Is it just conservation? A typology of Indigenous peoples’ and local communities’ roles in conserving biodiversity

Neil M. Dawson, Brendan Coolsaet, Aditi Bhardwaj, Francesca Booker, David Brown, Bosco Lliso, Jacqueline Loos, Adrian Martin, Malena Oliva, Unai Pascual, Pasang Sherpa, Thomas Worsdell

Research output: Contribution to journalArticlepeer-review

Abstract

As conservation initiatives expand in response to biodiversity loss, there remains limited understanding about what forms of governance and roles for different actors produce the best ecological outcomes. Indigenous peoples’ and local communities’ (IPs’ and LCs’) roles extend beyond participation to more equitable governance based on relative control and recognition of their values and institutions, but the relationship with conservation outcomes remains unclear. We review 648 empirical studies to develop a typology of IP and LC roles in governance and, for a subsample of 170, analyze relationships with reported ecological outcomes. The findings reveal that more equitable governance, based on equal partnership or primary control for IPs and LCs, are associated with significantly more positive ecological outcomes. This carries important implications, including for actions toward the Global Biodiversity Framework targets, suggesting a need to elevate the role of IPs and LCs to conservation leaders while respecting their rights and customary institutions.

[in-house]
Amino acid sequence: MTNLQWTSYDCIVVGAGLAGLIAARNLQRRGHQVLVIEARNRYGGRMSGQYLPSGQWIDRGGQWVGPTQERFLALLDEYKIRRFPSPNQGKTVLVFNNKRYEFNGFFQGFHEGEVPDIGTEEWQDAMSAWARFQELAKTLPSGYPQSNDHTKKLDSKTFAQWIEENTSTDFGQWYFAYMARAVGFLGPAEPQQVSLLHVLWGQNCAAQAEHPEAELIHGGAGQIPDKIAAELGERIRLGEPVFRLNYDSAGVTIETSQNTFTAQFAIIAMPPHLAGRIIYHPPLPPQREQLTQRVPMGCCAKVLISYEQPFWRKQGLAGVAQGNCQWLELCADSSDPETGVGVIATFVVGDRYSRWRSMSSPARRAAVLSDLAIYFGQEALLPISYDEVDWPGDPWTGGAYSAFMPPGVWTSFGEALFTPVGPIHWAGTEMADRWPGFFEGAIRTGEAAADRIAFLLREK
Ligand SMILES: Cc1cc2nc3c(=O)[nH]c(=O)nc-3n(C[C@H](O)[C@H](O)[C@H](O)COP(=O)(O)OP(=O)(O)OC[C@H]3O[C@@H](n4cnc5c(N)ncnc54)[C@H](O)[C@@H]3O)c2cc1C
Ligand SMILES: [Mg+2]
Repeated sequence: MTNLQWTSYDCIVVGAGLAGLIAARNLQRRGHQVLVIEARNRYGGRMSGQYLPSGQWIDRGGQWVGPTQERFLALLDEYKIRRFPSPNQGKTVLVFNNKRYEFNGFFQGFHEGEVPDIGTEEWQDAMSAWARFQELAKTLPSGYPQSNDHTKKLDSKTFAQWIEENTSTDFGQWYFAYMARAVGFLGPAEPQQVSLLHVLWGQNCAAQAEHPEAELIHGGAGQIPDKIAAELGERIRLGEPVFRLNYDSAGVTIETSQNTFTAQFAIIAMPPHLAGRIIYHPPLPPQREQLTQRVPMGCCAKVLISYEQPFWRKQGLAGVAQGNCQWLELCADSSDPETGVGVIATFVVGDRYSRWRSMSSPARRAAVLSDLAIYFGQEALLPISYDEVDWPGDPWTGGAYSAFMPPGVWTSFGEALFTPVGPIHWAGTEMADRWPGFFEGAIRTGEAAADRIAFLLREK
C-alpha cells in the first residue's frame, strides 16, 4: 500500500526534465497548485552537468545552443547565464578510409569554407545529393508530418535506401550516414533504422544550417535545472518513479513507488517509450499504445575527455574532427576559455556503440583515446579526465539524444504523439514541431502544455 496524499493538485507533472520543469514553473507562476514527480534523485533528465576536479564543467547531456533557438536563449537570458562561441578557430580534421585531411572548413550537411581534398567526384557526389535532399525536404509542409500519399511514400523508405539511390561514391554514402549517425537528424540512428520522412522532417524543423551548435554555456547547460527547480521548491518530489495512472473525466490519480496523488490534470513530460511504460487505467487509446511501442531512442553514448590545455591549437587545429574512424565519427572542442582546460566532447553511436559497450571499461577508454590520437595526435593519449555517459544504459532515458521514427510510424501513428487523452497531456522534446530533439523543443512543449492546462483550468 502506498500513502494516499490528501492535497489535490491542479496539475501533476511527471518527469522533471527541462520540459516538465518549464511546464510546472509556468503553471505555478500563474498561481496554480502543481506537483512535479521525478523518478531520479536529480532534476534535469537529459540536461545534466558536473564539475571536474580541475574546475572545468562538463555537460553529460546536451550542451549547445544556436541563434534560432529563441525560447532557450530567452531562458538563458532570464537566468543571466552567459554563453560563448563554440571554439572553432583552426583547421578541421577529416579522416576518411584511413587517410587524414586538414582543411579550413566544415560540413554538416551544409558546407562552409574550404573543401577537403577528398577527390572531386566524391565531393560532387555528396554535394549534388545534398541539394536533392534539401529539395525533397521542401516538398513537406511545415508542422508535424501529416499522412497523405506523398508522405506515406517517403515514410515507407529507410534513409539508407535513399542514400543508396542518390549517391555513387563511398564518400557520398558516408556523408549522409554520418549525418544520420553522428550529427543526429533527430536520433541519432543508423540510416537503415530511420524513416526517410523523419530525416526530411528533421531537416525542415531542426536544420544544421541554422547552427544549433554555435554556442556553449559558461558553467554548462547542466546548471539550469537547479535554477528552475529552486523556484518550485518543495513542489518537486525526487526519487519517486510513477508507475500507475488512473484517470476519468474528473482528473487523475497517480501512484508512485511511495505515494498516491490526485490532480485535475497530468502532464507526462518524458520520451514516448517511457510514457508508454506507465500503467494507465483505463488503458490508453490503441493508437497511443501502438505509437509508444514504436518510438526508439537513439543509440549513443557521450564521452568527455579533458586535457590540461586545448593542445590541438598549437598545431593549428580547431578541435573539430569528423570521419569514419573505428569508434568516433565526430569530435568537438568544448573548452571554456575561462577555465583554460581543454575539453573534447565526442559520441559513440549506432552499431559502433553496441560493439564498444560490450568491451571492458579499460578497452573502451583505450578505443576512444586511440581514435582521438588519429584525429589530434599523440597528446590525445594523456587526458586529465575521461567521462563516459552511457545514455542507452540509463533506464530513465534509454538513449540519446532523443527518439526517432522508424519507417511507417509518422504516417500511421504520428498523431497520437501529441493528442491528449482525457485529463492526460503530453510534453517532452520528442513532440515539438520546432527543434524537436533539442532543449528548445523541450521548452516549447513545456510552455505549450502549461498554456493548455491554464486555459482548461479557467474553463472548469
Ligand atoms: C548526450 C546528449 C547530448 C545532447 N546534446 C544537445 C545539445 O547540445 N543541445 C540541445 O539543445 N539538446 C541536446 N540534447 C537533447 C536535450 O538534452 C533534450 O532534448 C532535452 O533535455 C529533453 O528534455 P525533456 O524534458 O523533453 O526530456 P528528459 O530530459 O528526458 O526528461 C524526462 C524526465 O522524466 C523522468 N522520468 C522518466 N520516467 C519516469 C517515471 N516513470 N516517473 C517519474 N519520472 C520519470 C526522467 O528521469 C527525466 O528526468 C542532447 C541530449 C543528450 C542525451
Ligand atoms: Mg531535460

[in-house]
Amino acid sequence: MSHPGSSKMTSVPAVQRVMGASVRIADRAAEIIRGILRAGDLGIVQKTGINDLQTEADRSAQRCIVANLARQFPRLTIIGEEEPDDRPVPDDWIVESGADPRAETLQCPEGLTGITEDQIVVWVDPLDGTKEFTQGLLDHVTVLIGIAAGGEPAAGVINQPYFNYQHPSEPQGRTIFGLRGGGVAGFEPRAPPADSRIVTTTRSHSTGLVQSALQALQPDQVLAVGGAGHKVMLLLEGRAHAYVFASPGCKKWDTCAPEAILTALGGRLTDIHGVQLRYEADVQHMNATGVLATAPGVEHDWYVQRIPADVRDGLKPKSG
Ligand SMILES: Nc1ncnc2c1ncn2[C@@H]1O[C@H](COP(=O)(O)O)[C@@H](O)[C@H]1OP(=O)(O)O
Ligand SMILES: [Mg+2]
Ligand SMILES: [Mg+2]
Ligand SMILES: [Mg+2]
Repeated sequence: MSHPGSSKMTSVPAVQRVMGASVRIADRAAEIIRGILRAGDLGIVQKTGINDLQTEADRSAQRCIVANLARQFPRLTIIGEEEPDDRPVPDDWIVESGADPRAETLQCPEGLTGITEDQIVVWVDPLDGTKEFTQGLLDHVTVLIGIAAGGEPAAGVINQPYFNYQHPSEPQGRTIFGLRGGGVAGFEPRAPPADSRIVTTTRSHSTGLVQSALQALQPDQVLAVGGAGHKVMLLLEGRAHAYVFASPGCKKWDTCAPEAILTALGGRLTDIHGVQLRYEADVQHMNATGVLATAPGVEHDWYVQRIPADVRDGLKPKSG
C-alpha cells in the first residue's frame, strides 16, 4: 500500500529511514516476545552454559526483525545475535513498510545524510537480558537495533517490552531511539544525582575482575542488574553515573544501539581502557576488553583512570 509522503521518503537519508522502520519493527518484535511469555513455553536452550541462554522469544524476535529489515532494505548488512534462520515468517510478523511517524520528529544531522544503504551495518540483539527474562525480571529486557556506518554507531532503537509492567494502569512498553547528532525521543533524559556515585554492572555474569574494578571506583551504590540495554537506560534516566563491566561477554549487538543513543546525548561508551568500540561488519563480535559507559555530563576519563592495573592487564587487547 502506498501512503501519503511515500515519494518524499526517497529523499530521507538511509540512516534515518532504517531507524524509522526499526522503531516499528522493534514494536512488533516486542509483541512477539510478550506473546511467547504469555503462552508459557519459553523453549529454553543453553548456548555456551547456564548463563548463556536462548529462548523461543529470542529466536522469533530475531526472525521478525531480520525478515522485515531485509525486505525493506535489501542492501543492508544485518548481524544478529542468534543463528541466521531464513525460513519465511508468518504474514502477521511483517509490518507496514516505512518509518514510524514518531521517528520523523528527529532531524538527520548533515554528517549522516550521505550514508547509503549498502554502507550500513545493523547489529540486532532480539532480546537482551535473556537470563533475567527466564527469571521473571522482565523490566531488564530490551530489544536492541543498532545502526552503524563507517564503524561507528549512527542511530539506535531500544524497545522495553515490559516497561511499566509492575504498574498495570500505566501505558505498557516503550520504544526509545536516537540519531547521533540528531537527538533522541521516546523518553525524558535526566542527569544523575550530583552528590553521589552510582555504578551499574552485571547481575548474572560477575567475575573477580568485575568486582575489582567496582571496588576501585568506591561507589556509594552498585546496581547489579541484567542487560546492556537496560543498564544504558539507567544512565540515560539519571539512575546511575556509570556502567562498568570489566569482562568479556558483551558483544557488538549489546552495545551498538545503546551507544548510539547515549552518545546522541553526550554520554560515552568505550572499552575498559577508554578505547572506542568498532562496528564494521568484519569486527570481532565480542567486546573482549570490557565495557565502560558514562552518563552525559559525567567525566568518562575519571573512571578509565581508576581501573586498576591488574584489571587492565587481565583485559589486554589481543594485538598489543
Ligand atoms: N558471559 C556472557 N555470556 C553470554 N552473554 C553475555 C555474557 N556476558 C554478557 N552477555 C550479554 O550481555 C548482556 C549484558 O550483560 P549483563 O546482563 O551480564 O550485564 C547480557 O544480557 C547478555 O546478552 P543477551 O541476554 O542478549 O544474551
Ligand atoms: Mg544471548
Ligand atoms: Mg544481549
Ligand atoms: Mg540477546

Original languageEnglish
JournalOne Earth
Early online date11 May 2024
DOIs
Publication statusE-pub ahead of print - 11 May 2024

Keywords

  • 30 × 30
  • Kunming Montreal global biodiversity Framework
  • community-based natural resource management
  • conservation effectiveness
  • decolonize
  • environmental justice
  • equitable governance
  • participation
  • protected areas
  • rights-based approaches

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